Trust is a most essential element for the success of the roadmap, as mentioned previously.
As for the level of insight required to successfully cascade a new normative change, it is not integrated into the procedural aspect of the roadmap but is in the choice of the norm leaders leading the emergence phase and hopefully in their position to support the national leader. Indeed, adaptable leaders with a higher level of consciousness bring forth three aspects in support of insight for as Einstein shared, ”no problem can be solved from the same level of consciousness that created it.”
The first aspect is the intellectual abilities, skill-sets, and experience brought forth by the norm leader. It also includes the aspect of credibility. Intellect basically entails the whole acceptable set of tools that a leader brings in the planning and development of any mission. The second aspect is awareness and the ability to be connected with one’s environment through environmental scans, reports on action, and delegated actions and requests in order to stay in touch. PMI suggests that the project leader should invest concurrently in nine aspects of a project to stay on top of the project environment and demands. The third aspect is one not often mentioned in the management of projects or programs: intuition. Intuition here is defined as the ability for a norm leader to extrapolate from inner knowledge and adjust to potential outcomes trusting that the best outcome will appear. Intuition is also expressed as the ability to hold opposite ideas for the emergence of an acceptable solution. It can also be described as the ability to feel not only the physical environment but also the emotional environment created by members of the partnership. Lastly, some authors have also defined intuition as the ability to connect with the “web of life” possibilities in order to create more opportunities for synchronicity.
Therefore, if trust and insight were combined, the adaptable leader could gather the knowingness of when to delegate, when to trust the other to co-lead, and when to be at the front.
What is the best ratio of rigidity (to achieve the shared intent) and flexibility (to morph the campaign) and the rules of engagement (to adapt to the chaotic demands of the global environment)? An answer could only be true in a particular moment of the implementation. The roadmap can only address this ratio thanks to the selection of the best tools for success. The first is the quality choice of the norm leaders to propel the emergence. That leader should be an emotional leader in his or her capability to read the environment of the others prior to engaging in action. Lastly, this adaptable and emotional leader should have the ability to be authentic and coherent and act in such a manner when in connection with others.
Normative change first happens at the relational level and that's where the quality of the leader counts. Then, the procedural elements of the campaign and the rules of engagement must have enough degrees of flexibility to allow for adaptation to meet internal and outside pressures. However, these aspects should not be too worrisome since projects or program management under the premises of the PMI and military campaign all know that “all hell breaks loose at the start line.” For the plan to meet reality, it will face a series of factors that require adaptation and most experienced project managers and leaders have the ability to tackle them. For a normative change, that leader needs additional interpersonal skill sets.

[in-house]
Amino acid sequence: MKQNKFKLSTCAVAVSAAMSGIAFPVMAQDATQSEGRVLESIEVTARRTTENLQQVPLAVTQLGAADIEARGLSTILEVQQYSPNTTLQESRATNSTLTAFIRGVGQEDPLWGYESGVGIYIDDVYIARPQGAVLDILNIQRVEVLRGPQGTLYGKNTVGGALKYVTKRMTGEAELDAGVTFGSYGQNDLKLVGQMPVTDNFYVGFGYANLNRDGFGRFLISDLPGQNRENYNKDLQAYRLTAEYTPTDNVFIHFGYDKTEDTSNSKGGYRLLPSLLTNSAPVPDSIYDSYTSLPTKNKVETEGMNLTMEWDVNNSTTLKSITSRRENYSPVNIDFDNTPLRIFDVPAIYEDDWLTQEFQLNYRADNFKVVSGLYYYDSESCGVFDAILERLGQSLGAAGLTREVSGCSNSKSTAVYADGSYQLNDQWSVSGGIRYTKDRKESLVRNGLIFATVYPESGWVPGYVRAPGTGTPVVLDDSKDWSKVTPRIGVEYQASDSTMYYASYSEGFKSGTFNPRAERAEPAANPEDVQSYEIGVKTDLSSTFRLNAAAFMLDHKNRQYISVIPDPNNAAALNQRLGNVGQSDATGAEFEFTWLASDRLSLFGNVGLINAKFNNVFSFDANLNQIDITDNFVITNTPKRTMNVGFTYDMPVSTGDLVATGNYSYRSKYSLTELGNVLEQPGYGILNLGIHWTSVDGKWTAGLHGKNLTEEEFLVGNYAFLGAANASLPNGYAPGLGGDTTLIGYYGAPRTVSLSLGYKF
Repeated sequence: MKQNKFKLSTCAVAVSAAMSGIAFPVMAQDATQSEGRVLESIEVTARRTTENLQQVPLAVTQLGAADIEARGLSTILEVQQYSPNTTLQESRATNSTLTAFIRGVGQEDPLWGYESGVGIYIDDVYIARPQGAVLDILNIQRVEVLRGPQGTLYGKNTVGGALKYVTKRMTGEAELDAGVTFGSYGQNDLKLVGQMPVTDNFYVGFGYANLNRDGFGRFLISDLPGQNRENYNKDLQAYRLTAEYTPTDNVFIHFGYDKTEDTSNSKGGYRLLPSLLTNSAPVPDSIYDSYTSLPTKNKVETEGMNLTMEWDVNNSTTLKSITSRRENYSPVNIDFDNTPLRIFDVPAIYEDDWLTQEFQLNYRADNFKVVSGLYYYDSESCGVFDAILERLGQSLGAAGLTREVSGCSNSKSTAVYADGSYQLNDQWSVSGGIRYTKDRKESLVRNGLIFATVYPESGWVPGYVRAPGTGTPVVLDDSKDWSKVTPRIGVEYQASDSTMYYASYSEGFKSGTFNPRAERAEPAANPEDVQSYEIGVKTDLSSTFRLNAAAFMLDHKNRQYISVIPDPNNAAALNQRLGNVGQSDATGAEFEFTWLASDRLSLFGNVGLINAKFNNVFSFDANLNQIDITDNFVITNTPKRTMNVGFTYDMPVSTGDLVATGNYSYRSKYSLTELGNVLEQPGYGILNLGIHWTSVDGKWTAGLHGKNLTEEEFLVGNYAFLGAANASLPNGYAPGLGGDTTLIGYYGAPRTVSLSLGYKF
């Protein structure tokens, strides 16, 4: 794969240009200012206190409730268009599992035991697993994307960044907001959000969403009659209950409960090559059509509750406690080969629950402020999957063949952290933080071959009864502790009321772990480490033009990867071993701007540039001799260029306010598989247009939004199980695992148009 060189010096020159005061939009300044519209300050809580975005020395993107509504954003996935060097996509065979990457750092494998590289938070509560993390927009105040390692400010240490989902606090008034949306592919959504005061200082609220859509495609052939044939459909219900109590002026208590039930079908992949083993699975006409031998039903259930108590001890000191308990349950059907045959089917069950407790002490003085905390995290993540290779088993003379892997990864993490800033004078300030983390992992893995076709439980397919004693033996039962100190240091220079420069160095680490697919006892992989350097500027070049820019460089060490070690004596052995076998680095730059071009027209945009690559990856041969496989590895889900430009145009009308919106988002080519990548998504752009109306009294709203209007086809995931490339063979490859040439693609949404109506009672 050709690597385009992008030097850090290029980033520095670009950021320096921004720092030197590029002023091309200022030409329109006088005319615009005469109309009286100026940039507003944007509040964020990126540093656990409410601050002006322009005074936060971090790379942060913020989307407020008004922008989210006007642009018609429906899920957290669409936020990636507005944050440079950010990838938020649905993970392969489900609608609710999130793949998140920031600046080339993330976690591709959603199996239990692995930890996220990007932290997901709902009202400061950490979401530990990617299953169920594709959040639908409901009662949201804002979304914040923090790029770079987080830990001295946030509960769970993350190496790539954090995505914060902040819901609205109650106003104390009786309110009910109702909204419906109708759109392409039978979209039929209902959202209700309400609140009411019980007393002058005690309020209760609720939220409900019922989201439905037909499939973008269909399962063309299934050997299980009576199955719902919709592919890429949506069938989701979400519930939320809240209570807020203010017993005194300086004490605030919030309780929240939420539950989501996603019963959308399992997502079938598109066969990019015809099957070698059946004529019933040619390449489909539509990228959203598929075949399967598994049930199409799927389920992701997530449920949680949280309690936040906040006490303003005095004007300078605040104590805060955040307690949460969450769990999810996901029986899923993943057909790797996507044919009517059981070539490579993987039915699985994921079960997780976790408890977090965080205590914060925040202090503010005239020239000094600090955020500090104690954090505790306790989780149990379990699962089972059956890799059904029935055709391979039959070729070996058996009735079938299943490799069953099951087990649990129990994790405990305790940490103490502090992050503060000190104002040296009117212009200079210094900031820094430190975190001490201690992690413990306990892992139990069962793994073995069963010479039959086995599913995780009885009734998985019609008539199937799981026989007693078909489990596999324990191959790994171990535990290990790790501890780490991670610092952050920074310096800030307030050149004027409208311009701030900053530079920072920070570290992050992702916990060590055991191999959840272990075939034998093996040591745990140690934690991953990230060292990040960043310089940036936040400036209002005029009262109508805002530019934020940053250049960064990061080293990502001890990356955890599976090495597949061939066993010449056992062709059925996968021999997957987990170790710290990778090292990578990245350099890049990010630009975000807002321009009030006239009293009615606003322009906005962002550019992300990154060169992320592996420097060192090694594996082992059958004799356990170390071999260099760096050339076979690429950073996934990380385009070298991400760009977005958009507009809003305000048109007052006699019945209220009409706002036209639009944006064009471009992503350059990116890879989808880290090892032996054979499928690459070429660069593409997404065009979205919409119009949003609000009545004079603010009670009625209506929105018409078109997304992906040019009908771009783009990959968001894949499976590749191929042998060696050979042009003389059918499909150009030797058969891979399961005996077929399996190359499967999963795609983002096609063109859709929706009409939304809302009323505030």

There are three major components for protection against the abuse of power. The first factor is the level of awareness of the norm leaders. Awareness means being aware of the elements in the working environment but also having the capacity to extend that awareness to the partners in order to understand the source and the impacts of the structural violence embedded into the existing national decision-making systems.The second is the ability to expose the abuse of power for both overt and covert actions and behaviours in a manner that will raise the right level of emotion from citizens and CSOs. If the abuse is widely spread and very well structured, exposure could act as a damper on people's level of engagement. Therefore, the level of acknowledgement has to consider the need to always frame the exposure in a mix of emotions both negative (indignation) and positive (meaningful engagement and belief that the fulfillment of the outcome is possible). Additionally, there is the possibility to reach out to various means of media exposure via radio shows, standard online newspapers, blogs, and social networks. Lastly, the third component is the capacity to recognize when CSOs, national government or corporations are taking a stand against the abuse of power so that they can be recognized and congratulated to encourage continuous support from them, and potentially encourage others to do the same.
Another question to consider is “where is the abuse coming from?” This question has in part been answered in the context of “invisible hands” in the description of the roadmap.
There are four major elements to support a sound accountability. As quickly defined in the operationalization phase of the normative lifecycle, the first one is the ability for a designated CSO to monitor the actions of all parties involved in the decision-making. The second is the ability to do reporting on a wide a range of subjects with an extensive distribution to ensure that information is easily accessible by all nations. For example, reporting on a nation blocking the evolution of a discussion or creating barriers would act sounding a bell of awareness to their citizens and members of this country’s alliances to potentially influence more cooperation. Another example could include the divulgation of extortions by other nations. The third element is the capacity for advocacy or the ability for CSOs to continue their participation in the process by either being present during the dialogue as observer or participant (their preferred choice) or, at minimum, by providing a process for their issue to be included on the agenda for discussion as implemented now with the EU on the submission of a million signatures. Lastly, the fourth element is the ability of continuous improvement, not only in the procedural but also relational aspects of the long-term decision-making process. This sustainable process would allow for performance review of leaders, organizational facilitators, and overall progress on the evolution of proposed new norms by peers and potentially third-party monitors. Without the capacity to evolve, the complex problems will continue to stagnate on the agenda of global affairs.
 The nine aspects of the PMI process include the management of the project integration, scope, time, cost, quality, risk, quality, procurement, HR, and communications.